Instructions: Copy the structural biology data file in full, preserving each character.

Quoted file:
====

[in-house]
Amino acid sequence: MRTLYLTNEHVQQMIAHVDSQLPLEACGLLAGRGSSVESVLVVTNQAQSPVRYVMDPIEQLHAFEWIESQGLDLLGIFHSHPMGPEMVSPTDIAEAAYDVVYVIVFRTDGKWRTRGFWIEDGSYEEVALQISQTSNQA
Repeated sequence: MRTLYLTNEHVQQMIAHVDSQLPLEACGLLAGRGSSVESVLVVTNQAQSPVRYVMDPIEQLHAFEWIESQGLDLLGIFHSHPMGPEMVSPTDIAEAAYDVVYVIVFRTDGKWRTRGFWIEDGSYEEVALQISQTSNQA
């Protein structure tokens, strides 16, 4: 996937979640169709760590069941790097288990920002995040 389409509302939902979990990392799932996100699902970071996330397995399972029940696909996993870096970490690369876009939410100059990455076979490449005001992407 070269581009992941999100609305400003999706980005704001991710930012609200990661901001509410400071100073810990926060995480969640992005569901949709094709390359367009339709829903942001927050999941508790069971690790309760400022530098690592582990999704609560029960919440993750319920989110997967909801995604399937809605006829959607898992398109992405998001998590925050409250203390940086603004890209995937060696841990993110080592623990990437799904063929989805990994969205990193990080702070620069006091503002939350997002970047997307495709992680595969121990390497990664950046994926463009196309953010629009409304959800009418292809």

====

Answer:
[in-house]
Amino acid sequence: MRTLYLTNEHVQQMIAHVDSQLPLEACGLLAGRGSSVESVLVVTNQAQSPVRYVMDPIEQLHAFEWIESQGLDLLGIFHSHPMGPEMVSPTDIAEAAYDVVYVIVFRTDGKWRTRGFWIEDGSYEEVALQISQTSNQA
Repeated sequence: MRTLYLTNEHVQQMIAHVDSQLPLEACGLLAGRGSSVESVLVVTNQAQSPVRYVMDPIEQLHAFEWIESQGLDLLGIFHSHPMGPEMVSPTDIAEAAYDVVYVIVFRTDGKWRTRGFWIEDGSYEEVALQISQTSNQA
């Protein structure tokens, strides 16, 4: 996937979640169709760590069941790097288990920002995040 389409509302939902979990990392799932996100699902970071996330397995399972029940696909996993870096970490690369876009939410100059990455076979490449005001992407 070269581009992941999100609305400003999706980005704001991710930012609200990661901001509410400071100073810990926060995480969640992005569901949709094709390359367009339709829903942001927050999941508790069971690790309760400022530098690592582990999704609560029960919440993750319920989110997967909801995604399937809605006829959607898992398109992405998001998590925050409250203390940086603004890209995937060696841990993110080592623990990437799904063929989805990994969205990193990080702070620069006091503002939350997002970047997307495709992680595969121990390497990664950046994926463009196309953010629009409304959800009418292809």